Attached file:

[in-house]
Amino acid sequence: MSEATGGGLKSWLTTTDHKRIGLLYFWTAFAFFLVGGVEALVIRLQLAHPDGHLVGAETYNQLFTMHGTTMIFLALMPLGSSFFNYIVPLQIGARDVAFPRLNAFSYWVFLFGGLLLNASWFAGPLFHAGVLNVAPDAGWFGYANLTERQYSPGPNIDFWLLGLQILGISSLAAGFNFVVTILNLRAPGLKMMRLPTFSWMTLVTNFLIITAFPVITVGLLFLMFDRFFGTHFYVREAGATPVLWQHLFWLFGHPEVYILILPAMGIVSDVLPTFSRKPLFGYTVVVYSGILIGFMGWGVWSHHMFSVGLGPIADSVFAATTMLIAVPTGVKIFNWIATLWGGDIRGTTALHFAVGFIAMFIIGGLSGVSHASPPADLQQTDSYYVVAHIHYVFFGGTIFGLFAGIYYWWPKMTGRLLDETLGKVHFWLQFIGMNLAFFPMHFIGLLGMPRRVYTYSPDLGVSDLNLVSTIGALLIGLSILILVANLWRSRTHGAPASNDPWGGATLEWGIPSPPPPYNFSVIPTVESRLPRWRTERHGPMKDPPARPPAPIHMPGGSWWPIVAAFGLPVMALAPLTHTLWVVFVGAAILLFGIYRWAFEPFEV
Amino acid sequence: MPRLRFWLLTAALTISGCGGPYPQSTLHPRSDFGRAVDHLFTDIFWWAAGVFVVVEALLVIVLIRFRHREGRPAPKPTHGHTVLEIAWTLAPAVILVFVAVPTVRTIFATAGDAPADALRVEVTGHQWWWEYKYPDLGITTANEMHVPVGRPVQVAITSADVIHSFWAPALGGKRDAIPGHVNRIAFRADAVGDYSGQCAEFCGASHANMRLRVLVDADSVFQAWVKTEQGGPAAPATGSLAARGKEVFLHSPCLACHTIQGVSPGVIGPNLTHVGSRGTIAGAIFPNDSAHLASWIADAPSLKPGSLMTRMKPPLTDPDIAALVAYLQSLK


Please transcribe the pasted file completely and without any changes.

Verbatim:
[in-house]
Amino acid sequence: MSEATGGGLKSWLTTTDHKRIGLLYFWTAFAFFLVGGVEALVIRLQLAHPDGHLVGAETYNQLFTMHGTTMIFLALMPLGSSFFNYIVPLQIGARDVAFPRLNAFSYWVFLFGGLLLNASWFAGPLFHAGVLNVAPDAGWFGYANLTERQYSPGPNIDFWLLGLQILGISSLAAGFNFVVTILNLRAPGLKMMRLPTFSWMTLVTNFLIITAFPVITVGLLFLMFDRFFGTHFYVREAGATPVLWQHLFWLFGHPEVYILILPAMGIVSDVLPTFSRKPLFGYTVVVYSGILIGFMGWGVWSHHMFSVGLGPIADSVFAATTMLIAVPTGVKIFNWIATLWGGDIRGTTALHFAVGFIAMFIIGGLSGVSHASPPADLQQTDSYYVVAHIHYVFFGGTIFGLFAGIYYWWPKMTGRLLDETLGKVHFWLQFIGMNLAFFPMHFIGLLGMPRRVYTYSPDLGVSDLNLVSTIGALLIGLSILILVANLWRSRTHGAPASNDPWGGATLEWGIPSPPPPYNFSVIPTVESRLPRWRTERHGPMKDPPARPPAPIHMPGGSWWPIVAAFGLPVMALAPLTHTLWVVFVGAAILLFGIYRWAFEPFEV
Amino acid sequence: MPRLRFWLLTAALTISGCGGPYPQSTLHPRSDFGRAVDHLFTDIFWWAAGVFVVVEALLVIVLIRFRHREGRPAPKPTHGHTVLEIAWTLAPAVILVFVAVPTVRTIFATAGDAPADALRVEVTGHQWWWEYKYPDLGITTANEMHVPVGRPVQVAITSADVIHSFWAPALGGKRDAIPGHVNRIAFRADAVGDYSGQCAEFCGASHANMRLRVLVDADSVFQAWVKTEQGGPAAPATGSLAARGKEVFLHSPCLACHTIQGVSPGVIGPNLTHVGSRGTIAGAIFPNDSAHLASWIADAPSLKPGSLMTRMKPPLTDPDIAALVAYLQSLK